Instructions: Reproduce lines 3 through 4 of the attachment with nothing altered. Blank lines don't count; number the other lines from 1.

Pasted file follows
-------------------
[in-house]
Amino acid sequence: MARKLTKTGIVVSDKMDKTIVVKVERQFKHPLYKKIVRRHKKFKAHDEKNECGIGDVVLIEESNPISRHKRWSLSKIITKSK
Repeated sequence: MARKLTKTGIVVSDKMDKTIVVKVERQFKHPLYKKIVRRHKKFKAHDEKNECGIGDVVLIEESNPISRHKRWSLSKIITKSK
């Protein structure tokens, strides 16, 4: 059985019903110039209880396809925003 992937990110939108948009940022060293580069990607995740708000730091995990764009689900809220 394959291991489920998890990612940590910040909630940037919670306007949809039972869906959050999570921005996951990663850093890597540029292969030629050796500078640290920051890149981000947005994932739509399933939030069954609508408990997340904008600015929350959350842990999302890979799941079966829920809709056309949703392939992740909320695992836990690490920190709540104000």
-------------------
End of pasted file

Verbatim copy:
Repeated sequence: MARKLTKTGIVVSDKMDKTIVVKVERQFKHPLYKKIVRRHKKFKAHDEKNECGIGDVVLIEESNPISRHKRWSLSKIITKSK
């Protein structure tokens, strides 16, 4: 059985019903110039209880396809925003 992937990110939108948009940022060293580069990607995740708000730091995990764009689900809220 394959291991489920998890990612940590910040909630940037919670306007949809039972869906959050999570921005996951990663850093890597540029292969030629050796500078640290920051890149981000947005994932739509399933939030069954609508408990997340904008600015929350959350842990999302890979799941079966829920809709056309949703392939992740909320695992836990690490920190709540104000």